Findings from MRI were correlated with subsequent biopsies, and the rates of clinically significant prostate cancer (gleason 7 on biopsy or PIRADS ≥3) were compared. 40% had PIRADS ≤2 with 25% PIRADS 3, 25% PIRADS 4, and 7% PIRADS 5. 75 patients were subsequently biopsied, with gleason 7 identified in 20 (26%), of which 3 had PIRADS ≤2. Importantly, of the patients with PIRADS ≥3 lesions, most with gleason 7 were detected on targeted biopsies, with only 5 identified only on systematic and not targeted approach. Thus, the authors conclude that in this study, 3+5/75 (10.6%) of patients would have been missed under a routine MRI followed by targeted biopsy approach. Conversely, PIRADS ≥3 patients made up 72% of the cohort, and the gleason 7 rate in these patients was about 40%, meaning that 60% underwent a biopsy without clear benefit. While this is certainly less than current AS protocols with yearly biopsies, more work is needed to refine imaging interpretation and cutoffs for biopsy and treatment.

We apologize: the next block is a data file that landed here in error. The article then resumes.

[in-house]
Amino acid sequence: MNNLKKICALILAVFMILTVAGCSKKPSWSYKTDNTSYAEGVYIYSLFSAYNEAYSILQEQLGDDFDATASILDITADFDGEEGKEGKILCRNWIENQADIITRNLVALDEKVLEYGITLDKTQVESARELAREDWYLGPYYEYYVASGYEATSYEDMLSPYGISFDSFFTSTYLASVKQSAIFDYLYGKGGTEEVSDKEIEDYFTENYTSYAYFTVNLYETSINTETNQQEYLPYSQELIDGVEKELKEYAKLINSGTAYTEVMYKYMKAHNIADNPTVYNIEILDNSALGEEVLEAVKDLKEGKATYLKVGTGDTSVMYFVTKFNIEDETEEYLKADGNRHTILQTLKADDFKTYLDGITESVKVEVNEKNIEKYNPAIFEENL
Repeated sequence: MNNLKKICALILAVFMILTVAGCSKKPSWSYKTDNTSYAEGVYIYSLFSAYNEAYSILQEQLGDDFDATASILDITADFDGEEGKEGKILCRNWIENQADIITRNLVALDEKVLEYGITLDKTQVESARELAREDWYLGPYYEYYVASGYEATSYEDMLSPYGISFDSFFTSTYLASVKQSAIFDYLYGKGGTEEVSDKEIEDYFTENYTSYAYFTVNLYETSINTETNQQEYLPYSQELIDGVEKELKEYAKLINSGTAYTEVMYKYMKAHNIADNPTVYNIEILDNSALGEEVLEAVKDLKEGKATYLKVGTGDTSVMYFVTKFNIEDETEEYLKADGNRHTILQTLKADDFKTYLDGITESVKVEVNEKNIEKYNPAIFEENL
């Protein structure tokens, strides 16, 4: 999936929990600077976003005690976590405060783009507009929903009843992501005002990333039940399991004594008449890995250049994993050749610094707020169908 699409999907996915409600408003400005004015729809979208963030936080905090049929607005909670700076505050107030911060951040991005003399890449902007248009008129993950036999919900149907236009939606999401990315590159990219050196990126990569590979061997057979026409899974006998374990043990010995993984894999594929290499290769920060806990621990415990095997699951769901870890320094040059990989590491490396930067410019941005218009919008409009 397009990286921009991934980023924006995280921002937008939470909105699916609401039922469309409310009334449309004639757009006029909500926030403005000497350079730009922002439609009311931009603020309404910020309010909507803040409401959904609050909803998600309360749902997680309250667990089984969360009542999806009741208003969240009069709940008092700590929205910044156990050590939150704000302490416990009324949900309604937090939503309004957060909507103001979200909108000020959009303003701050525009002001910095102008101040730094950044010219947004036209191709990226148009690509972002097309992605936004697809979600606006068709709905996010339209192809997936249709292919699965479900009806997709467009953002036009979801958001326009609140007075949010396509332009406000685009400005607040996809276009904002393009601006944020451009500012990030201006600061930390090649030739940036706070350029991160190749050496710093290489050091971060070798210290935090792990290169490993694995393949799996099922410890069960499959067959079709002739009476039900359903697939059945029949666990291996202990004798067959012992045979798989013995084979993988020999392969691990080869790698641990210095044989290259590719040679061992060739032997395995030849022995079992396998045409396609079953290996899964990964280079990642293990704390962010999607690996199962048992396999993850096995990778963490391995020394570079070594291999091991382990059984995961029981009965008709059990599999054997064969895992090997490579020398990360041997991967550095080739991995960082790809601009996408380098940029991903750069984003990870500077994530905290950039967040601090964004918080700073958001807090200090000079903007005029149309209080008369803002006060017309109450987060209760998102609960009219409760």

Presented by: Stefano Luzago, Milan Italy
Written by: Jed Ferguson, MD/PhD and Ashish Kamat, MD. MD Anderson Cancer Center, Department of Urology.
at the 2017 AUA Annual Meeting - May 12 - 16, 2017 – Boston, Massachusetts, USA